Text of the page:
Home > #4, Regulation > The role of the media vs. national security

The role of the media vs. national security

I believe that the government should have very limited power to exercise prior restraint, and that this should not change in light of the terrorist attacks of 9/11/01. The Supreme Court has ruled in various cases against prior restraint, even in matters that where top-secret government information was being published. It has historically been part of a journalist’s job to expose government secrets to the public, and this is not something the government should interfere with. One example is the publication of the Pentagon Papers, which outlined the actions of the U.S. government in the Vietnam War and showed ways in which the administration had been covering up information and lying to the public. The government tried to prevent this information from being published on the grounds that it threatened national security, but the Supreme Court ruled against the government. While I understand that there is concern in times of war that publishing certain information would put troops in danger, I think more often than not the government will try to use prior restraint to cover up certain acts they don’t wish the public to know about. Of course, I tend to be pretty cynical and distrustful of the government in general so this influences my opinion, and there are those who would prefer to give the government greater power when national security is involved. Personally, I worry more about the motives of the government to be involved in war, and about what is really going on overseas in areas of combat versus what the government would like to have us believe. Therefore I think journalists are indispensable, especially in times of war, because they give the public access to information about what is happening and keep the government more accountable for their actions.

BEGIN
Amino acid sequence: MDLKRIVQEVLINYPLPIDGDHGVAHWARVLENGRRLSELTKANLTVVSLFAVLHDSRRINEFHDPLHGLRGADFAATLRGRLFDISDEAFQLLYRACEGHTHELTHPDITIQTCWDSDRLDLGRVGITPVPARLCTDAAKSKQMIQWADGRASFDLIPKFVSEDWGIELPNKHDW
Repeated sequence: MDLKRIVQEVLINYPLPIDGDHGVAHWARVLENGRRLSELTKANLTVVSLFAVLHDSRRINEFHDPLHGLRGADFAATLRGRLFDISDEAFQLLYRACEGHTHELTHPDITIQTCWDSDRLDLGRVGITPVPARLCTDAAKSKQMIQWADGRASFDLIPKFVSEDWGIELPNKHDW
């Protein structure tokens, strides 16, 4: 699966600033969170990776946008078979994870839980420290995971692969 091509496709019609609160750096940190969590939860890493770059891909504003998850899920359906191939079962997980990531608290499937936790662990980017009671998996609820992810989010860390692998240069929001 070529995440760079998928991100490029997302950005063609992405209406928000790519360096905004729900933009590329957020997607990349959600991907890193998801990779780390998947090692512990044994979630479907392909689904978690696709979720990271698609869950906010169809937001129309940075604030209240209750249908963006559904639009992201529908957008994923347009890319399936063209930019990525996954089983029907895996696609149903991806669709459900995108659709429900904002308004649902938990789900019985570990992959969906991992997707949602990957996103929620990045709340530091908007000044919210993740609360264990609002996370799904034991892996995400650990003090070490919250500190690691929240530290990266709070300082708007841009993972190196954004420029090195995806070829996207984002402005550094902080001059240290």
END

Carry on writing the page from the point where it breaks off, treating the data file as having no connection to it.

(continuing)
I believe conclusively that there should be no policy that allows the government to exercise prior restraint, and that the rules should not be changed in times of war. In cases where the safety of Americans is truly at risk, the government should have to prove that the publication is dangerous rather than assuming any powers. While some will argue that taking this approach jeopardizes our safety, I would point out that it is not the wish of American journalists or publications to put Americans at risk. Journalism is more concerned with uncovering truths and keeping the public informed, even when the government might not wish for certain information to be released. In doing so they play an important role in our society which should not be compromised by giving the government greater power to exercise prior restraint.

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  1. tessdoez
    January 26, 2011 at 7:28 am

    This is well thought out, clearly organized and nicely written. You give a relevant example to back your argument and you show an understanding of current media regulation. Great job.

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